Student mentors serve as volunteers and do not receive college credit. However, students in credit classes such as Introduction to Special Education rotate in pairs into the PASD program and use this experience as one of their course-required observations. One hundred percent of students in one section and 25 percent of students in other sections used the PASD/LCCC Special Education Partnership as an observation site during the initial semester. In the program’s second semester, the option for this observation was more formalized and used by a larger number of students. Also as part of the aforementioned Project REACH, a new fieldwork course in special education was developed. Students in the new fieldwork class and in the Behavior Management and Guidance course also rotate into the PASD/LCCC Special Education Partnership. Many LCCC students who did observations during the initial semester of the program requested to be volunteer mentors for subsequent semesters. One hundred percent of the first semester mentors agreed to continue into the second semester. The veteran mentors take a leadership role guiding the new mentors as they take on more responsibility (i.e., planning simple mini-lessons for individuals or the group).

Pre- and post-surveys are being conducted to study the impact of exposure to the PASD students on LCCC students’ attitudes towards individuals with disabilities and on their intent to become special education teachers. LCCC students taking the same courses at another campus where the PASD students do not attend serve as a control group.

The Learning Benefits
The benefits of this program to LCCC are extensive. LCCC students complete observations right on campus, which saves them time and travel expenses. The college students are offered a unique exposure to various, potentially unknown, roles in special education. By viewing professionals in action, they have a snapshot of occupations including special education supervisor, teacher, paraprofessional, job coach, and speech pathologist.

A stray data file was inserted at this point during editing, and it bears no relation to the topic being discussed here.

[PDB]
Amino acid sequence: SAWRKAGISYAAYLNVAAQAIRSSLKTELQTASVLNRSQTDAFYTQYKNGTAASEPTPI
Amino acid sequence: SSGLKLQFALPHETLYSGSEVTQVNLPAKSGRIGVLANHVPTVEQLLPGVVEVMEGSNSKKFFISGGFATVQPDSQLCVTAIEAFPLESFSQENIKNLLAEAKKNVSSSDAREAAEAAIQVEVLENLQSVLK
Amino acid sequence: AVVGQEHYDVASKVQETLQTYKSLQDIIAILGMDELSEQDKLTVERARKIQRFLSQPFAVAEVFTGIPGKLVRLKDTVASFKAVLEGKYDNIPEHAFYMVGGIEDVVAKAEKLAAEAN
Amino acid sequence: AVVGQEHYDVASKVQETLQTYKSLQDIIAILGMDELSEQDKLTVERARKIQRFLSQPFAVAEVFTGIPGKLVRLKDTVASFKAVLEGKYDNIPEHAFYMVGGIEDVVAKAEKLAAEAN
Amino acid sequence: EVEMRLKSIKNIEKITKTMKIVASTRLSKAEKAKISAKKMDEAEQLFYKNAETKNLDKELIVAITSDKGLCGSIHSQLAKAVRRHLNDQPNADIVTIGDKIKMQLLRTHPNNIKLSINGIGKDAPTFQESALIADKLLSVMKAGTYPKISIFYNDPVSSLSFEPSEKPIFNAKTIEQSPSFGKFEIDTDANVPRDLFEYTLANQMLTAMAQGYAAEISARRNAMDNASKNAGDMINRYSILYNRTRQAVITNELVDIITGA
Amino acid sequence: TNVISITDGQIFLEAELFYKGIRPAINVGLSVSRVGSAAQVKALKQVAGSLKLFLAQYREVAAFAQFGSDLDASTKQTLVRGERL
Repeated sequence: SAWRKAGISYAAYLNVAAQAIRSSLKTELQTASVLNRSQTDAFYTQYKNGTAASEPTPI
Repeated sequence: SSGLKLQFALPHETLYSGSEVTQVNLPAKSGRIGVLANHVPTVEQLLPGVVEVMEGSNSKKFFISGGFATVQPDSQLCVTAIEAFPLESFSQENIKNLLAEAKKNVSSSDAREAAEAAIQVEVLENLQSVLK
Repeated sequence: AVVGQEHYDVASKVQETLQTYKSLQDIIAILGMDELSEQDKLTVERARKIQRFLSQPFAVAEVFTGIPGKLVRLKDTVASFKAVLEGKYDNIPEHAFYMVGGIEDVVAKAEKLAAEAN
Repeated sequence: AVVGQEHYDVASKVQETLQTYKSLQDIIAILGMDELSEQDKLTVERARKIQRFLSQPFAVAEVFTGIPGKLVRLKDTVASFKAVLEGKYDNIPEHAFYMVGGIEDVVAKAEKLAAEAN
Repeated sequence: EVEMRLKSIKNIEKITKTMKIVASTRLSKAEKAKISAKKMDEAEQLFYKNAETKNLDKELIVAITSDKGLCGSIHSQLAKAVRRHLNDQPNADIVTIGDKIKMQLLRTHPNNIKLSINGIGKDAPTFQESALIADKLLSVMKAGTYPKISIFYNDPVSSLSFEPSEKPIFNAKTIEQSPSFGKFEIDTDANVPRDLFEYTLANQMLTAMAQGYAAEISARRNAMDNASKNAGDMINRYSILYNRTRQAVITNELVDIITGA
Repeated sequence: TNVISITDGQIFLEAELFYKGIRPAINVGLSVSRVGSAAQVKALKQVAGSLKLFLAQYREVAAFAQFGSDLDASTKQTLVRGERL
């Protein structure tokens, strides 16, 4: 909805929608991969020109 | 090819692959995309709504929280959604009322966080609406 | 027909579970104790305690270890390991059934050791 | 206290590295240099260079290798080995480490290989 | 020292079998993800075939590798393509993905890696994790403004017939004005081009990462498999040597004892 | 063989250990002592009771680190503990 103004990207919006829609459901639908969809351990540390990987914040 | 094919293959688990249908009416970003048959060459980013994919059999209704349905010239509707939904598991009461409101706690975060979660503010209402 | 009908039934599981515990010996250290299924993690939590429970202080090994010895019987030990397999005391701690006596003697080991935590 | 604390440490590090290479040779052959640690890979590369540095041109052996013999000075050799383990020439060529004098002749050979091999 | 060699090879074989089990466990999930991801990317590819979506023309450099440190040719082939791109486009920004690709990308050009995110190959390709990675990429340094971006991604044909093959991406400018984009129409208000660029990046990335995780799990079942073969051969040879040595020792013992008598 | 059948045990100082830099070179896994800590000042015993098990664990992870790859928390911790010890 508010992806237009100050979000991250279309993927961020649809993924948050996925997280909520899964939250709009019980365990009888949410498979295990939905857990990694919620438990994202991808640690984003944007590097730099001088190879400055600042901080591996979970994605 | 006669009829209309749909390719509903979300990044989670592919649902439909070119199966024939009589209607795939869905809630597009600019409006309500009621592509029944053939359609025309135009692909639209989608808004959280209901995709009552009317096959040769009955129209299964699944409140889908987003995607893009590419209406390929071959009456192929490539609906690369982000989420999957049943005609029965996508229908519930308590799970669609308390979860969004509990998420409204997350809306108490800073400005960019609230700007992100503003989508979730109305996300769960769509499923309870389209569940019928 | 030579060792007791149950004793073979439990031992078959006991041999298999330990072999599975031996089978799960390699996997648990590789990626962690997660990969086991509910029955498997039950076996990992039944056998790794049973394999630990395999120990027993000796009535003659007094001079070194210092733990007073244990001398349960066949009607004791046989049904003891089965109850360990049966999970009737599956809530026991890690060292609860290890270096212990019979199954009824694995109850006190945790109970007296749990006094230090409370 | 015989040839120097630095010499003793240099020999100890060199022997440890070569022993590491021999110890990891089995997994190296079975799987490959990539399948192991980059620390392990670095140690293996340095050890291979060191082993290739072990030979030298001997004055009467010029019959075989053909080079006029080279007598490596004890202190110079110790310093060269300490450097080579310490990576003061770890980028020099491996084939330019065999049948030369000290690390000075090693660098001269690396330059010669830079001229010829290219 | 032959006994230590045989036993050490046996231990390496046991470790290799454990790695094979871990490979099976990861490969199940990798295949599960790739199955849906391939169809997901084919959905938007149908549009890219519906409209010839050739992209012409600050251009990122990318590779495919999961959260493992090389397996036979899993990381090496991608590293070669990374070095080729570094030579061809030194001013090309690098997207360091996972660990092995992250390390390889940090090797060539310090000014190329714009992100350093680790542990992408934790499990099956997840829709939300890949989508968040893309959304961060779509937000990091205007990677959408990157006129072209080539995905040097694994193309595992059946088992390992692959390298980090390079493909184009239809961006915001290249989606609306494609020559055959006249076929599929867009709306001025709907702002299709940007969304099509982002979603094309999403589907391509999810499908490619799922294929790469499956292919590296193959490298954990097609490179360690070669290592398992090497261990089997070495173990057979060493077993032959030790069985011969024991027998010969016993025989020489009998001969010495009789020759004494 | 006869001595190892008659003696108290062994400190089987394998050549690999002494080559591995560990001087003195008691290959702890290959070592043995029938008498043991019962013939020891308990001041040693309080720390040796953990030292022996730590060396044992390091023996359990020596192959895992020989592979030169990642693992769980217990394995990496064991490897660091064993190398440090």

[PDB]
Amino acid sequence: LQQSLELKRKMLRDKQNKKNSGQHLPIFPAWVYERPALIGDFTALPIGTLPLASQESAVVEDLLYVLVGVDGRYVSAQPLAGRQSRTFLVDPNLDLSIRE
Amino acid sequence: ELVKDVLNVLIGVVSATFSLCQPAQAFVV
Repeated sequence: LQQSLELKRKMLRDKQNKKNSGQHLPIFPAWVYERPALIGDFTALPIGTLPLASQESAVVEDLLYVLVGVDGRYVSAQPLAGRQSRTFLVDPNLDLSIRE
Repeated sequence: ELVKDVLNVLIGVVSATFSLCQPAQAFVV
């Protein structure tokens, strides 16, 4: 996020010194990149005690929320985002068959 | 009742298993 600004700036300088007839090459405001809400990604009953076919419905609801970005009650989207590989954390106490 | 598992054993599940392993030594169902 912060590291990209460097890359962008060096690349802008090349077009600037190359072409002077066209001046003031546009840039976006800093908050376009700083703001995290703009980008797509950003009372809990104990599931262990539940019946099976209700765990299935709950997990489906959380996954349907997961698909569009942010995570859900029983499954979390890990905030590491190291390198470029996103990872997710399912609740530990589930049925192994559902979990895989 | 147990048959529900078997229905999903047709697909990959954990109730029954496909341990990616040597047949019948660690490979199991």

Because the PASD staff is available and LCCC faculty are onsite, college students and the professor or the special education teacher can quietly step aside from group experiences to immediately process observations. In real time, the professor can offer quick suggestions about how to enhance a PASD student’s learning experience or degree of comfort in a new situation, thereby creating a scenario that is much more effective than having a student discuss an off-campus situation a week later during class. After the PASD students return to their high school, the LCCC mentors also process what happened that day with their professor. The mentors also keep journals and email their professor a brief reflection after each session.

Some LCCC students have altered their career aspirations to enter one of these fields. The PASD staff models quality teaching, as well as best practices in the paraprofessional realm. By observing teaching staff up close over a period of time versus completing a one-hour observation, more knowledge about these roles is ascertained. Mentors build relationships with the PASD students that cannot be replicated through occasional classroom observations. Some mentors attended the school district’s family orientation on campus, which allowed them the opportunity to observe family interactions. The mentors are also becoming well known to the school district personnel, which could lead to future employment opportunities.

Welcoming a group of students in a learning support class helps to make the entire LCCC campus more inclusive. College students in all majors have exposure to the PASD students and the student-mentor connection in the hallways, sidewalks, library, cafeteria, game room and fitness center. This experience can help broaden the perspectives about individuals with disabilities for all students and faculty at the college. This collaborative effort has thrust the many facets of diversity, inclusion, and social justice into the lexicon of the LCCC campus community and beyond. The campus has witnessed the strength of human connections and their outcomes. Further, the program has created an open and equitable learning environment with opportunities that promote pro-social values for students involved with the program.

LCCC has intentionally examined and improved its Paraprofessional/Special Education AAS and Special Education AA programs. Through the PASD/LCCC Special Education Partnership, the college has enriched the education of the PASD students, as well as the experiences of all LCCC teacher education students.

Joseph H. Davis, Teacher Education Faculty
Judy Brown-DuPaul, Teacher Education Part-Time Faculty
Michael Torrence, Former Associate Dean, Educational Support Services

For more information, contact the authors at Lehigh Carbon Community College, 4525 Education Park Drive, Schnecksville, PA 18078-2502. Emails: or